An example would be SurfShark’s British Virgin Island or NordVPN registration in Panama. The reason for this is that if any country decides to try to prosecute a VPN user, those in the free jurisdiction areas can simply ignore the “requests for information”.

By contrast, I am referring to the case of IPVanish that became famous a few years ago when it handed over user logs outright at the request of the US Department of Homeland Security.

And she is not alone. It joins others who have done so as well, including HideMyAss and PureVPN, among the notable names being noted.

Secure VPNs That Still Work in China

With the crackdown on VPN service providers in China, there are quite a few options that users can resort to. Initially, it launched clandestine investigations into several VPNs that can still operate despite the Great Firewall imposed by China.

At the moment, I’ve only found two that can work (more or less) reliably within the country – ExpressVPN and NordVPN SurfShark.

Important updates

Based on our test data, it indicates that NordVPN connections from China fail to reach the servers about 66% of the time. Even if you can connect, the download and upload speeds are low, making that literally useless out there. Same goes for ExpressVPN – we failed to connect and hack through China firewall with ExpressVPN in recent tests (March 2021).


SurfShark as I mentioned earlier is based in the British Virgin Islands and has a global network of over 3,200 servers. These are spread across 65 countries, so there is a much greater chance of the line’s stability and reliability.

The company is not afraid to innovate and has already jumped on the WireGuard protocol. The new protocol is said to show a lot of hope and we’ve run some tests that reflect this. Keep in mind that the response time remains the same (see test results below).

SurfShark Speed ​​Tests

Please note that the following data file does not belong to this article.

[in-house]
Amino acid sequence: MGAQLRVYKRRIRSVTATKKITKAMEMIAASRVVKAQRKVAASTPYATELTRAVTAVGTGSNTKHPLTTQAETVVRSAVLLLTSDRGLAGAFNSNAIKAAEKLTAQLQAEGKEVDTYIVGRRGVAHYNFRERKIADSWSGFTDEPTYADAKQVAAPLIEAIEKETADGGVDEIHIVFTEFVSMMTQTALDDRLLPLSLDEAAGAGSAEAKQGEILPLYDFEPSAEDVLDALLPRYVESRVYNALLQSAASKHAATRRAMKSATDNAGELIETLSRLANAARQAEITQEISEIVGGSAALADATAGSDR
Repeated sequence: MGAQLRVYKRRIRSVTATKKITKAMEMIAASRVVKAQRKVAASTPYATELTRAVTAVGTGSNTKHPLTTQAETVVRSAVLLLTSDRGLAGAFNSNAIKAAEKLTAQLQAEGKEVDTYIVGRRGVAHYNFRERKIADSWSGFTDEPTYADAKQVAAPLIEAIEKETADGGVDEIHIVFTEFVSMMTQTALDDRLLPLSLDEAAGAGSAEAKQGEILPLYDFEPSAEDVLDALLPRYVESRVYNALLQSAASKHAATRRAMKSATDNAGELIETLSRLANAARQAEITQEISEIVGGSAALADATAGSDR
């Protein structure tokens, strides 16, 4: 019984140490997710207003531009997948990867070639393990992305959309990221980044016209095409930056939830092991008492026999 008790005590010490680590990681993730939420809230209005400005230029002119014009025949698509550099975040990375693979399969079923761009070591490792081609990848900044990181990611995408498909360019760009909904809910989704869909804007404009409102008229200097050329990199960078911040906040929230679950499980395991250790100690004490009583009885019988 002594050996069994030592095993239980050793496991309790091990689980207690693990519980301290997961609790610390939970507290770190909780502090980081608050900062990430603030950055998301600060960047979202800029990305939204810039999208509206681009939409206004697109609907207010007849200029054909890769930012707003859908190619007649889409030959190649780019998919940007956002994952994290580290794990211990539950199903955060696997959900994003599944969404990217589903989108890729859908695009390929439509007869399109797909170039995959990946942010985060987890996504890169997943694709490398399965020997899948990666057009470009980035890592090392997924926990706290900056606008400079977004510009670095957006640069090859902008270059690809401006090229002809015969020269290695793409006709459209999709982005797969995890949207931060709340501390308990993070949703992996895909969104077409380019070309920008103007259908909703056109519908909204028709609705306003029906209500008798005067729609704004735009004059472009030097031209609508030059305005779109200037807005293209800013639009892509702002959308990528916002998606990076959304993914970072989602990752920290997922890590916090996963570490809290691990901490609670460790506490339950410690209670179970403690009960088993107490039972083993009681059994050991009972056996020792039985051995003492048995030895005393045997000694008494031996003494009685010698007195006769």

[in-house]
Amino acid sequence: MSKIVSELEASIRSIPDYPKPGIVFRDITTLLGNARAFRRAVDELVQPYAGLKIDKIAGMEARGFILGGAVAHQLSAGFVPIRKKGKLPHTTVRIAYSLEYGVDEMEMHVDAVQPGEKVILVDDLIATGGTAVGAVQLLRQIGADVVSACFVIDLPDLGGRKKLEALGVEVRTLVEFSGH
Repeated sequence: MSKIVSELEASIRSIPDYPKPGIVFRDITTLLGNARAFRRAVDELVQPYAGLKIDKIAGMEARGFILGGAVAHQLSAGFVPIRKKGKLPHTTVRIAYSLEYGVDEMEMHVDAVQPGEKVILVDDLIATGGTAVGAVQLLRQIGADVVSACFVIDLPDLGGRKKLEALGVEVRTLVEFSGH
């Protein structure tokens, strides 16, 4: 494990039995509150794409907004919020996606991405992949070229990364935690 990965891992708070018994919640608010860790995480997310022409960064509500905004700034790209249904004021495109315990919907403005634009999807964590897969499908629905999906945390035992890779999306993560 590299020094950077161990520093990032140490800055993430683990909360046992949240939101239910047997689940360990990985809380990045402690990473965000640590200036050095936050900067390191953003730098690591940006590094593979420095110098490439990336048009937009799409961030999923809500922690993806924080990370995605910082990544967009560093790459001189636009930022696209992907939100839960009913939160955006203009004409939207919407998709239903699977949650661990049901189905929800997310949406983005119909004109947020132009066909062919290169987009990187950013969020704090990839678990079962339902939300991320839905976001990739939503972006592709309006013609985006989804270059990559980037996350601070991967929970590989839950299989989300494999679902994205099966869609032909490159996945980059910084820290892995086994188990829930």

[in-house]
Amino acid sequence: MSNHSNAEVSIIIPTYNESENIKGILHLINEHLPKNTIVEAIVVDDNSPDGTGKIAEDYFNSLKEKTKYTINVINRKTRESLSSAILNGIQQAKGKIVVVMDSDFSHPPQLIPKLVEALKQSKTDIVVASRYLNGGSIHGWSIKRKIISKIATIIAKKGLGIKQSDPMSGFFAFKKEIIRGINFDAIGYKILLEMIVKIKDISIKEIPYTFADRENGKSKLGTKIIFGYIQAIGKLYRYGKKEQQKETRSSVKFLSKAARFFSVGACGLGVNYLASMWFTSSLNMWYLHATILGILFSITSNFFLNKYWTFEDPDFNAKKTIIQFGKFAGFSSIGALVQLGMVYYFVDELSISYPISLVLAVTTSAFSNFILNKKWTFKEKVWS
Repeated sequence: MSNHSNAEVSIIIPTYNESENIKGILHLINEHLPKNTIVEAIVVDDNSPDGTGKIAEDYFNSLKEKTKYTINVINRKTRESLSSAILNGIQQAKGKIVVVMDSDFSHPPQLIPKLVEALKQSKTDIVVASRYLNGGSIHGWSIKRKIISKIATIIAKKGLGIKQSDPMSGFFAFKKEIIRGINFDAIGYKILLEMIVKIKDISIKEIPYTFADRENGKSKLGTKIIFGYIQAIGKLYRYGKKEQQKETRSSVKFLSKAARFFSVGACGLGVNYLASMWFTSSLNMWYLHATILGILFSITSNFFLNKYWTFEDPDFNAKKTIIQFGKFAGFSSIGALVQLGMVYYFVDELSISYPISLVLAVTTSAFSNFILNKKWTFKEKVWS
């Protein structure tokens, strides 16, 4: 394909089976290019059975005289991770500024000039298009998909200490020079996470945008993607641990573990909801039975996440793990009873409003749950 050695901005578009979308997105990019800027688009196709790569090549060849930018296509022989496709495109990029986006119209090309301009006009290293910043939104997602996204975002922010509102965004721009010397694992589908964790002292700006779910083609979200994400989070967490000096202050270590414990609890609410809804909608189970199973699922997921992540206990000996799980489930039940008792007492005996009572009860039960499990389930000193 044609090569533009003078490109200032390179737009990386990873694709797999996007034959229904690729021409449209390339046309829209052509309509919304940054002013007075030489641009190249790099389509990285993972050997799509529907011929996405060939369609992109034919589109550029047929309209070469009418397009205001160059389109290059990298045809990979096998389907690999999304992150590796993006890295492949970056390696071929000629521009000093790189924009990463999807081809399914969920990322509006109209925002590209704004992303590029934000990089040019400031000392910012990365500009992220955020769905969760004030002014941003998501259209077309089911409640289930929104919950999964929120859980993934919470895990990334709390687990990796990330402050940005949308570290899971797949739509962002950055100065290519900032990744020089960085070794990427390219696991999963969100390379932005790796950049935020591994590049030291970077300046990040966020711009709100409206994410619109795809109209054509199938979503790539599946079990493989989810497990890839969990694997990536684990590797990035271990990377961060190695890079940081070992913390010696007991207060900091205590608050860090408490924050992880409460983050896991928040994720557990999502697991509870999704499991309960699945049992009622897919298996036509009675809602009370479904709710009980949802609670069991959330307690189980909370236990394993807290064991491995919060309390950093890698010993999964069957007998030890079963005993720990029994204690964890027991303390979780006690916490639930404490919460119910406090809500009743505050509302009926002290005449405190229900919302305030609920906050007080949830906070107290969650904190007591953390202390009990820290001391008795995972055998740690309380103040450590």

The last man standing in China

More importantly, regular testing with SurfShark from within the country indicates that SurfShark is one of the remaining major players allowing unrestricted internet access to users residing in China.

For those who sign up for their 2-year plan, prices drop to $2.49 per month thanks to a special deal we got from the company. Although it is not the cheapest, we have been monitoring this service provider for some time now and have found it to be the most reliable option.

More details in our Surfshark review.

Beware of free VPNs

As the precaution suggests, free content in the context of a VPN service is usually dangerous. Keep in mind that there are 100% free VPN services and those that offer a free model.

The first option is where the danger really lies. VPN services require huge investments in hardware, software, and experience. The companies you donate to have to earn money somehow, and the only thing you have is access to your data.

Even if these free VPNs don’t sell your data, they at least earn from ads – kind of lacking the purpose of a VPN because these ads are likely to track you while you’re using the service.

last thoughts

While the case of China and its crackdown on VPN service providers may be the most impactful as we’ve seen, they aren’t alone in trying to block free internet access. VPNs continue because more countries around the world are trying to censor what should be free.

Can you imagine that you live in a country like China that blocks access to something as basic as Google? Or even in the US, where the government freely decides that it can confiscate any information it wants from any company operating there?

The right to digital freedom and our personal privacy must not be violated online. This is why choosing the right VPN service to partner with is a very important choice. It goes beyond the desire to access multi-region content on Netflix.